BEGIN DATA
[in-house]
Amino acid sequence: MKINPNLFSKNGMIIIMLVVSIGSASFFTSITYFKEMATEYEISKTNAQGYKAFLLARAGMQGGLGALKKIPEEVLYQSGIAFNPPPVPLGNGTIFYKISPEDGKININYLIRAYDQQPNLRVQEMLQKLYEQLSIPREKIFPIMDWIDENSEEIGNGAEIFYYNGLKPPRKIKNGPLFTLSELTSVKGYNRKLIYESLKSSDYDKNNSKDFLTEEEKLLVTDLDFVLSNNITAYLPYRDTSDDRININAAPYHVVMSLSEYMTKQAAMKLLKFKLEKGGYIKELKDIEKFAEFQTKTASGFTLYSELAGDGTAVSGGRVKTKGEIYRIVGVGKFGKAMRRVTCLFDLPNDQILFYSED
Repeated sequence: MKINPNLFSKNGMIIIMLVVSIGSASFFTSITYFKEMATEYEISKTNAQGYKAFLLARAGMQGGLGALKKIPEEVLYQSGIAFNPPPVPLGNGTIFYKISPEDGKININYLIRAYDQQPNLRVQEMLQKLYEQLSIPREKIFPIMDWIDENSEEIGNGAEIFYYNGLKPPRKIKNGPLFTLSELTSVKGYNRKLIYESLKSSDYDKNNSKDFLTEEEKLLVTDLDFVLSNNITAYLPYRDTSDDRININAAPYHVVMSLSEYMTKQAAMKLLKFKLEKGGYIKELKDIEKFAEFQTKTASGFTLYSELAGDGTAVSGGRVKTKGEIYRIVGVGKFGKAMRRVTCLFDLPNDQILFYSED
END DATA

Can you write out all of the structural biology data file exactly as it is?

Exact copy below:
[in-house]
Amino acid sequence: MKINPNLFSKNGMIIIMLVVSIGSASFFTSITYFKEMATEYEISKTNAQGYKAFLLARAGMQGGLGALKKIPEEVLYQSGIAFNPPPVPLGNGTIFYKISPEDGKININYLIRAYDQQPNLRVQEMLQKLYEQLSIPREKIFPIMDWIDENSEEIGNGAEIFYYNGLKPPRKIKNGPLFTLSELTSVKGYNRKLIYESLKSSDYDKNNSKDFLTEEEKLLVTDLDFVLSNNITAYLPYRDTSDDRININAAPYHVVMSLSEYMTKQAAMKLLKFKLEKGGYIKELKDIEKFAEFQTKTASGFTLYSELAGDGTAVSGGRVKTKGEIYRIVGVGKFGKAMRRVTCLFDLPNDQILFYSED
Repeated sequence: MKINPNLFSKNGMIIIMLVVSIGSASFFTSITYFKEMATEYEISKTNAQGYKAFLLARAGMQGGLGALKKIPEEVLYQSGIAFNPPPVPLGNGTIFYKISPEDGKININYLIRAYDQQPNLRVQEMLQKLYEQLSIPREKIFPIMDWIDENSEEIGNGAEIFYYNGLKPPRKIKNGPLFTLSELTSVKGYNRKLIYESLKSSDYDKNNSKDFLTEEEKLLVTDLDFVLSNNITAYLPYRDTSDDRININAAPYHVVMSLSEYMTKQAAMKLLKFKLEKGGYIKELKDIEKFAEFQTKTASGFTLYSELAGDGTAVSGGRVKTKGEIYRIVGVGKFGKAMRRVTCLFDLPNDQILFYSED